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Disabled people in Doorstep Sport Clubs


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Presentation by Chris Ratcliffe of the English Federation of Disability Sport (EFDS)

Published in: Sports, Travel
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Disabled people in Doorstep Sport Clubs

  1. 1. Disabled People in Doorstep Clubs Chris Ratcliffe
  2. 2. English Federationof Disability Sport
  3. 3. VisionEquality in Sport and Physical ActivityMissionTo be the strategic lead for sport andphysical activity for disabled people inEngland
  4. 4. Disabled PeopleSport & Physical Activity
  5. 5. 9/10 disabled people are not active…• In England, 90% of disabled people do not take part in regular sport and numbers are dropping• Half of all young disabled people feel they missed out on sport at school because of their impairment• Of those who do play, 1 in 5 believe that they are not welcome in their local clubs• Over 50% of disabled people would like to play more sport• there are over 5,000 disabled sports clubs and groups on our database!
  6. 6. doorstep clubs are important to disabled people…… • a diverse group like many others you work with • are individuals first and foremost • don’t all fit into Paralympic classifications • live in your community!
  7. 7. ……. challenges to participation• attitudinal: negative perceptions and attitude• opportunities are often limited• costs, equipment, transport are key factors• physical access can be challenging• communication needs to be considered• support from others is often required
  8. 8. doorstep clubs and disabled people• Engagement and communication• adapting your activities• coaching / leading your club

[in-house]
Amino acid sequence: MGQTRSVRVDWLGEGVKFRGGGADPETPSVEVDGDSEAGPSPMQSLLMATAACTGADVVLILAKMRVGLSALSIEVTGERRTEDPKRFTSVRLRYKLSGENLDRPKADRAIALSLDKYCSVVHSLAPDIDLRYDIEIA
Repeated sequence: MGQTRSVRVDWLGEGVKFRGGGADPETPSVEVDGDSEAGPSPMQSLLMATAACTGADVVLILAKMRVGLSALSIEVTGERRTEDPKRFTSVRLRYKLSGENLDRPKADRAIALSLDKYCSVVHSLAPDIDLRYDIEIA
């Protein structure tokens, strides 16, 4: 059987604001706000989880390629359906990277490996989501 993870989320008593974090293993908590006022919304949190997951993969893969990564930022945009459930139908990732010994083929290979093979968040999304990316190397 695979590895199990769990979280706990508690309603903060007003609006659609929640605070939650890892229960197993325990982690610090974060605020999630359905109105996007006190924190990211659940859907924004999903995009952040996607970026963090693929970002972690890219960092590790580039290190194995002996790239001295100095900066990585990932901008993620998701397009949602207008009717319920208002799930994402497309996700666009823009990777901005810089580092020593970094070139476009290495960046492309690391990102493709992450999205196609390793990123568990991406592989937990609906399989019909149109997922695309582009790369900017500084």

9. 9. engagement with disabled people• do you know your community?• where can you contact disabled people?• how do you present your information?• how do you communicate?
  10. 10. The Inclusive SpectrumDifferent methods and approaches to supportinclusion in actvities;• everyone can play• change to include everyone• ability groups• alternate or separate activity• adapted physical activity and disability sport
  11. 11. The STEP modelSpace• increase or decrease size of playing area• use zoning• vary the distance to be coveredTask• equal opportunities to participate• breakdown complex tasks into smaller components• opportunity to practice skills before gamesEquipment• increase or decrease size of ball in ball games• provide options to engage people to send or receive the ball in different ways• use of noise / visual clues to help inclusion of some playersPeople• match players of similar ability• balance team numbers to overall ability of the group
  12. 12. The Inclusion Spectrum Framework Everyone Can Play Open Alternate Adapted Change Activity Physical To Activity/ Include disability Separate Modified sport S T Ability Groups E Parallel P Pam Stevenson / Ken Black 2011
  13. 13. coaching / leading your club• confident and competent• able to provide a quality experience• specific support and training in place• working with participants to understand their needs• resources / equipment
  14. 14. sources of support• Training• EFDS website new inclusive club toolkit being launched in May 2012• streetmark / clubmark resources• NGB’s / CSP’s
  15. 15. Questions
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